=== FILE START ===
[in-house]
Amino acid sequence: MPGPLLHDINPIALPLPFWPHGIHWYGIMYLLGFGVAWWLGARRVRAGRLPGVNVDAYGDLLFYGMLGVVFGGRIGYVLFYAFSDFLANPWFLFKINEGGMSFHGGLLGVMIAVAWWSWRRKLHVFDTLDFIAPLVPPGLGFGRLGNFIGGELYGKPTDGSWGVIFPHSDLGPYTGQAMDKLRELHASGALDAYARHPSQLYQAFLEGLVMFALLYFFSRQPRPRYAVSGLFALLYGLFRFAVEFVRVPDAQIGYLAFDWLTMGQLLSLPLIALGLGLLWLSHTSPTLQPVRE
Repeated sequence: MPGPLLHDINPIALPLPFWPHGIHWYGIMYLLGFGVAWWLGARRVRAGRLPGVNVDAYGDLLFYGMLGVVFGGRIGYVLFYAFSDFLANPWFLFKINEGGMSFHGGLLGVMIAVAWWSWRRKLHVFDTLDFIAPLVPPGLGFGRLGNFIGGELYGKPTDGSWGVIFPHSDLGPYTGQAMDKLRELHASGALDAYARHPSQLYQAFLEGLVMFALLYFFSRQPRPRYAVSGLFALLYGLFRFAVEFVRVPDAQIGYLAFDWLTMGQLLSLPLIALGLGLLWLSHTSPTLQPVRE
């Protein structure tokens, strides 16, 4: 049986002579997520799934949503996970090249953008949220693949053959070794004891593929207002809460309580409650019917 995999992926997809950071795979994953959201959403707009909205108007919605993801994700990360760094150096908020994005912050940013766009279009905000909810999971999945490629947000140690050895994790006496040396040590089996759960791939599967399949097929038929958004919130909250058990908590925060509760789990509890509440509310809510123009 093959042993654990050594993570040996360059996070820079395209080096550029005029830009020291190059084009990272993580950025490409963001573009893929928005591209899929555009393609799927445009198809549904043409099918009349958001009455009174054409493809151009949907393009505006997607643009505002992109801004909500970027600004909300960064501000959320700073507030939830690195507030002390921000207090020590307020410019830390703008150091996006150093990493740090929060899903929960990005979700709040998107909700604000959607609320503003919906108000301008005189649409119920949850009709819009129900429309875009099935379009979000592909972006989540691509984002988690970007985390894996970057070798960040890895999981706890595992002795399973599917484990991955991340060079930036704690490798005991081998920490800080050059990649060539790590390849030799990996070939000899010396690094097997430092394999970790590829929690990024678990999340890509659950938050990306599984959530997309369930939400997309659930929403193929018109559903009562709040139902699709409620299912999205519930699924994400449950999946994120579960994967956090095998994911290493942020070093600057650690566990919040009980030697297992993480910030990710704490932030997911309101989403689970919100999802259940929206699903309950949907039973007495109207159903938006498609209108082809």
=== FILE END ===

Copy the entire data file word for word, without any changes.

[in-house]
Amino acid sequence: MPGPLLHDINPIALPLPFWPHGIHWYGIMYLLGFGVAWWLGARRVRAGRLPGVNVDAYGDLLFYGMLGVVFGGRIGYVLFYAFSDFLANPWFLFKINEGGMSFHGGLLGVMIAVAWWSWRRKLHVFDTLDFIAPLVPPGLGFGRLGNFIGGELYGKPTDGSWGVIFPHSDLGPYTGQAMDKLRELHASGALDAYARHPSQLYQAFLEGLVMFALLYFFSRQPRPRYAVSGLFALLYGLFRFAVEFVRVPDAQIGYLAFDWLTMGQLLSLPLIALGLGLLWLSHTSPTLQPVRE
Repeated sequence: MPGPLLHDINPIALPLPFWPHGIHWYGIMYLLGFGVAWWLGARRVRAGRLPGVNVDAYGDLLFYGMLGVVFGGRIGYVLFYAFSDFLANPWFLFKINEGGMSFHGGLLGVMIAVAWWSWRRKLHVFDTLDFIAPLVPPGLGFGRLGNFIGGELYGKPTDGSWGVIFPHSDLGPYTGQAMDKLRELHASGALDAYARHPSQLYQAFLEGLVMFALLYFFSRQPRPRYAVSGLFALLYGLFRFAVEFVRVPDAQIGYLAFDWLTMGQLLSLPLIALGLGLLWLSHTSPTLQPVRE
């Protein structure tokens, strides 16, 4: 049986002579997520799934949503996970090249953008949220693949053959070794004891593929207002809460309580409650019917 995999992926997809950071795979994953959201959403707009909205108007919605993801994700990360760094150096908020994005912050940013766009279009905000909810999971999945490629947000140690050895994790006496040396040590089996759960791939599967399949097929038929958004919130909250058990908590925060509760789990509890509440509310809510123009 093959042993654990050594993570040996360059996070820079395209080096550029005029830009020291190059084009990272993580950025490409963001573009893929928005591209899929555009393609799927445009198809549904043409099918009349958001009455009174054409493809151009949907393009505006997607643009505002992109801004909500970027600004909300960064501000959320700073507030939830690195507030002390921000207090020590307020410019830390703008150091996006150093990493740090929060899903929960990005979700709040998107909700604000959607609320503003919906108000301008005189649409119920949850009709819009129900429309875009099935379009979000592909972006989540691509984002988690970007985390894996970057070798960040890895999981706890595992002795399973599917484990991955991340060079930036704690490798005991081998920490800080050059990649060539790590390849030799990996070939000899010396690094097997430092394999970790590829929690990024678990999340890509659950938050990306599984959530997309369930939400997309659930929403193929018109559903009562709040139902699709409620299912999205519930699924994400449950999946994120579960994967956090095998994911290493942020070093600057650690566990919040009980030697297992993480910030990710704490932030997911309101989403689970919100999802259940929206699903309950949907039973007495109207159903938006498609209108082809």